With great joy – albeit with a bit of trepidation – we look forward to the reopening of our churches for the sacred Liturgy this
weekend and also Ordinations and other events too! More in e-News: https://mailchi.mp/portsmouthdiocese/issue282
May God bless you, granting you all a deeper faith and joy.
It’s great news that our churches are now gradually reopening, although
this is a process that will vary from place to place. It depends on everyone’s generosity. Read more in this week's e-News:
I wish you a blessed few days ahead, safe and sound.
From Bishop Philip
It looks as if the government is set to allow the reopening of our churches, perhaps from
next week (15th June). As I have said before, I reluctantly went along with the mandate to close our churches back in March, in part because of the safety aspects and in part not to be out of step
with other dioceses. However, I have always felt it was not a right decision, especially given that shops, newsagents and even off-licenses were open. First, humans are natively spiritual persons,
with emotional, mental and psychological needs and a pandemic with a major lockdown is surely just the time when people need to visit and pray in a church? And secondly, for Catholics, a church is
not simply a ‘place of worship’: it’s the place where Jesus Christ is really and truly present among His people feeding and healing them in the Sacraments, instructing them with His Word and caring
for them with His love. Consequently, I have been actively supporting the Bishops’ Conference in its efforts towards (safe) reopening and I wrote to the Secretary of State and to all 34 MPs in our
Diocese to enlist their support. In the Diocese, our Crisis Management Team has drafted guidelines for parishes to reopen churches for private prayer (Phase One) and for the public celebration of the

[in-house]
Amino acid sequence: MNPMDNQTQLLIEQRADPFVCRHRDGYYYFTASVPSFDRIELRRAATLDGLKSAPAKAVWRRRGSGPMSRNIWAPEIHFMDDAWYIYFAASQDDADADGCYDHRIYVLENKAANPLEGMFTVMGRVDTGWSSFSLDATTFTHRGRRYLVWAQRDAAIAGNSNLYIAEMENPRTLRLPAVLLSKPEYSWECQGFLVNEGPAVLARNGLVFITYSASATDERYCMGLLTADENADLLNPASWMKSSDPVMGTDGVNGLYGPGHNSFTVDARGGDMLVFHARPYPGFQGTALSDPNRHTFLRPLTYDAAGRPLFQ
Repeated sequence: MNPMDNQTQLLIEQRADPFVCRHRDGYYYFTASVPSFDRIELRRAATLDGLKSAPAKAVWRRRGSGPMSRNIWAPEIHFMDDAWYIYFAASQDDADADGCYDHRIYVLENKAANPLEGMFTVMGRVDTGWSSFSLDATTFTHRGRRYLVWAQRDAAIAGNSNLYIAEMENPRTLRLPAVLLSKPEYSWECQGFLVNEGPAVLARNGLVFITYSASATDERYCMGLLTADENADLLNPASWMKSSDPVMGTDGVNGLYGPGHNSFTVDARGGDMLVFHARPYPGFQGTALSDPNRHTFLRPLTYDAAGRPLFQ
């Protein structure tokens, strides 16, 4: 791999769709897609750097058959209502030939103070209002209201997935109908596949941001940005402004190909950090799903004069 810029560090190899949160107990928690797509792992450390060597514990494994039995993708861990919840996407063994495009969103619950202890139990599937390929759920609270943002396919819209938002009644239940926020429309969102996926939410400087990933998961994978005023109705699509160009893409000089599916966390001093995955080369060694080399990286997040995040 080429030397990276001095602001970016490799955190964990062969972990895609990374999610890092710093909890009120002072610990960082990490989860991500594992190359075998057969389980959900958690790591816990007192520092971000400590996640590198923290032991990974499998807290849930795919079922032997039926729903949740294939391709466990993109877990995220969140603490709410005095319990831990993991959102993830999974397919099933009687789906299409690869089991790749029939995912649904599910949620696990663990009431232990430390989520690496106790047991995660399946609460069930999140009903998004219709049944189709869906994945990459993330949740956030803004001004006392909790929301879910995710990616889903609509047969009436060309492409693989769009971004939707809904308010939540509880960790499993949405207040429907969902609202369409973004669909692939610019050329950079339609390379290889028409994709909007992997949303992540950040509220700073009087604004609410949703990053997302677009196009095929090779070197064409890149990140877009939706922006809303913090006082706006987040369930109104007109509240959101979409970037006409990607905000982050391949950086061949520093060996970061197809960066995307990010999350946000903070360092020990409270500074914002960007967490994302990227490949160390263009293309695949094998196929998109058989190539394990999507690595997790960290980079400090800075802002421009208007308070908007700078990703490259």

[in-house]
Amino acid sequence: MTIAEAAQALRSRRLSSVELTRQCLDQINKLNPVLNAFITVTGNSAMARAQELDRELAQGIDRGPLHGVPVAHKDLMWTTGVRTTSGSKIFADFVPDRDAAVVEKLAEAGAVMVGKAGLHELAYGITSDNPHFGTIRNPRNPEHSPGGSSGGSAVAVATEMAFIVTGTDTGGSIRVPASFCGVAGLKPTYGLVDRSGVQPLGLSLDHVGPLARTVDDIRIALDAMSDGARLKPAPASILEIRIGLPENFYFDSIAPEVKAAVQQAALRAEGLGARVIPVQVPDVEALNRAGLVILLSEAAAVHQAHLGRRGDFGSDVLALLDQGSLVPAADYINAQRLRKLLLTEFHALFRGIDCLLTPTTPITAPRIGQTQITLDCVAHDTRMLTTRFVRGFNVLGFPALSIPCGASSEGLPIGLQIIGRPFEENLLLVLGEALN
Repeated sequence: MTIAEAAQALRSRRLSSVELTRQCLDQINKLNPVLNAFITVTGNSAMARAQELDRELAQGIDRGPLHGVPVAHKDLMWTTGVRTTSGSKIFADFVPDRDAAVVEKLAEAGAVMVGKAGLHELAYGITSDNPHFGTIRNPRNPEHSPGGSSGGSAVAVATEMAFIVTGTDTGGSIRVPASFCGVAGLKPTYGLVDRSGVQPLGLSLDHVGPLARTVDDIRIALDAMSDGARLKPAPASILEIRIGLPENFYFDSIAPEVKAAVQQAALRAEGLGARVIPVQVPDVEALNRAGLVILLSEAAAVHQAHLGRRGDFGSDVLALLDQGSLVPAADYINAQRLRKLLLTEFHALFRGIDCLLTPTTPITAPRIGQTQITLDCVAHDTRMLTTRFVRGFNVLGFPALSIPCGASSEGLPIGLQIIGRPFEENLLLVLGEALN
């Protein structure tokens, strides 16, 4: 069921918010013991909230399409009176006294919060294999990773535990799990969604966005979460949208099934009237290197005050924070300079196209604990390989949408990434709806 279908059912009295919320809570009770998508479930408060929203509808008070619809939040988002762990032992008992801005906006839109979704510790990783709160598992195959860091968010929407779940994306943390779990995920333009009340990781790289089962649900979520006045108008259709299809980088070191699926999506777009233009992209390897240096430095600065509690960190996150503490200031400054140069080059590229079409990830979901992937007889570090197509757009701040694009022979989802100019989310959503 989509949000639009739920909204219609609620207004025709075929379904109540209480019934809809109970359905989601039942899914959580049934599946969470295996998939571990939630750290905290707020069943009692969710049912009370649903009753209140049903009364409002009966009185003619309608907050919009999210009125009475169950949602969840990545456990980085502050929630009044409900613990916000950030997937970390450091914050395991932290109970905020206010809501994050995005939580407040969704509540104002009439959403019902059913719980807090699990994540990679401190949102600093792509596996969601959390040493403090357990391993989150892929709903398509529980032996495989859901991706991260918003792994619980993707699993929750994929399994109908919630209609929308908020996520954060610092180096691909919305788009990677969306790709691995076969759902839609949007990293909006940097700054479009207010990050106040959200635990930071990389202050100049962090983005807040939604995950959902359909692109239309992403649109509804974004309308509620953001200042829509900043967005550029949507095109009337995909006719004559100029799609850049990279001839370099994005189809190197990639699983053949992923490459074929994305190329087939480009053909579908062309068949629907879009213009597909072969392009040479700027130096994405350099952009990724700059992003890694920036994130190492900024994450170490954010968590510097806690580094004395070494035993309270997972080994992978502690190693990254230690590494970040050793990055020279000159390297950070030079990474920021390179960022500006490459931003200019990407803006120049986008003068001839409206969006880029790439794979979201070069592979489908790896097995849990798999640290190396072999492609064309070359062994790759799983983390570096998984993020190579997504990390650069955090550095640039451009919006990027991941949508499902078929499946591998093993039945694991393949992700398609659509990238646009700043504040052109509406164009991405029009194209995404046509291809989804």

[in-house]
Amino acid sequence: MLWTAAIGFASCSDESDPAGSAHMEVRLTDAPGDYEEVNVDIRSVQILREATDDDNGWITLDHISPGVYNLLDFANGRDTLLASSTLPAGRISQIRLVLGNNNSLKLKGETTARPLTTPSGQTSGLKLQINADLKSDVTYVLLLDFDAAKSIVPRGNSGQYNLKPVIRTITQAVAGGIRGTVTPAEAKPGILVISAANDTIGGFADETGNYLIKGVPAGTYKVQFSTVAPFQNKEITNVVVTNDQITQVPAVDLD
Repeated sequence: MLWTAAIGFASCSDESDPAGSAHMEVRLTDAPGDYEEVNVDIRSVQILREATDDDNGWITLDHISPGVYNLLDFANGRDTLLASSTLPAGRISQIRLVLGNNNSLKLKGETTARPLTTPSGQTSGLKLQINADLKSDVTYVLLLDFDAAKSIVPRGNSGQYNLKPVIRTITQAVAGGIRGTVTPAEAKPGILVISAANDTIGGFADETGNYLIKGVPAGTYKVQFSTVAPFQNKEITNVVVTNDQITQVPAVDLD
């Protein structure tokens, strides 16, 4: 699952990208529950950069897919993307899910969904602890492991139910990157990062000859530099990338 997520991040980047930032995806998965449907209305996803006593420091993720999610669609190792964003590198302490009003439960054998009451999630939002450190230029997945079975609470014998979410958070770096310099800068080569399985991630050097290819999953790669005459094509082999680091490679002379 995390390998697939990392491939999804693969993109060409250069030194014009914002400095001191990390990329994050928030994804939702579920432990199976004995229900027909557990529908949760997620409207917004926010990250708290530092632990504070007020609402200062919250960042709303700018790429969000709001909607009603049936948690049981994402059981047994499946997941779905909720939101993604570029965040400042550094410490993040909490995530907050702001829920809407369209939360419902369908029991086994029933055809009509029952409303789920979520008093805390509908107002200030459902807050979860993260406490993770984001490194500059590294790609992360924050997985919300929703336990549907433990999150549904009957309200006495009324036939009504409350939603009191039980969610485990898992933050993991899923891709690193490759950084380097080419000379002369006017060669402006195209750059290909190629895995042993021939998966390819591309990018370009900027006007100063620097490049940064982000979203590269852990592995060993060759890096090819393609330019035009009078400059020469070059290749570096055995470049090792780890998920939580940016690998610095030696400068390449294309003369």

Sacred Liturgy (Phase Two). What is clear is that as in other sectors of life - transport, shops, work - reopening our churches, while COVID-19 remains a threat, is do-able but will not be easy.
Local arrangements and resources will vary and it might be a while before some churches can reopen. In Guernsey, churches have already been reopened and so we will have much to learn from the
experience of Fr. Bruce and the parishioners there. Those who are sick and those in the “vulnerable” category will be asked not to enter. Arrangements in churches will need to be in place with
stewards to ensure hygiene and social distancing. Your parish will need you to help and volunteer! Many other arrangements will need to be put in place, especially when eventually the celebration of
the Liturgy resumes. Please keep this matter in your prayers. We want our churches to reopen (safely) as soon as possible. Let us ask the Lord for a speedy end to the pandemic and for His guidance at
this difficult time.
Catholics admitted to Hospitals
It is important when a Catholic is admitted to hospital, the family ensure that the Catholic
Chaplaincy is contacted so that appropriate support can be given. As access to the hospital may be restricted, it is suggested that the patient have a note to give to hospital staff on admission
notifying staff that they are Catholic and would appreciate the Catholic chaplaincy service. This could be followed up by a telephone call from the family to the ward making the request.
14th April, Bishop Philip writes...
A very happy Easter to you! For us as Catholics, this Holy Week and Easter have been like no other. We’ve not been able to go into
church let alone celebrate the Mass and the dramatic liturgies of the sacred Triduum. Even so, I’m amazed and grateful at the creative ideas of our clergy and parishioners in order to keep in touch.
Many parishes have taken to live streaming the liturgy or emailing parishioners or even taking to the simple ministry of the telephone. Our schools too – teachers, governors and pupils – have been
doing some amazing work supporting the families of front-line workers and also those who are vulnerable, poor and alone. The coronavirus crisis is a wake-up call for us all. I am saddened to hear of
the medics who have died after contracting it. Again, the other day in the supermarket, many of the shelves were empty. Much of normal life is now disrupted and we wonder when and even whether things
will ever be the same again. Yet this is why as Christians our faith and example is crucial. We need to pray for an end to the virus, for the sick and those who care for them, and for those who have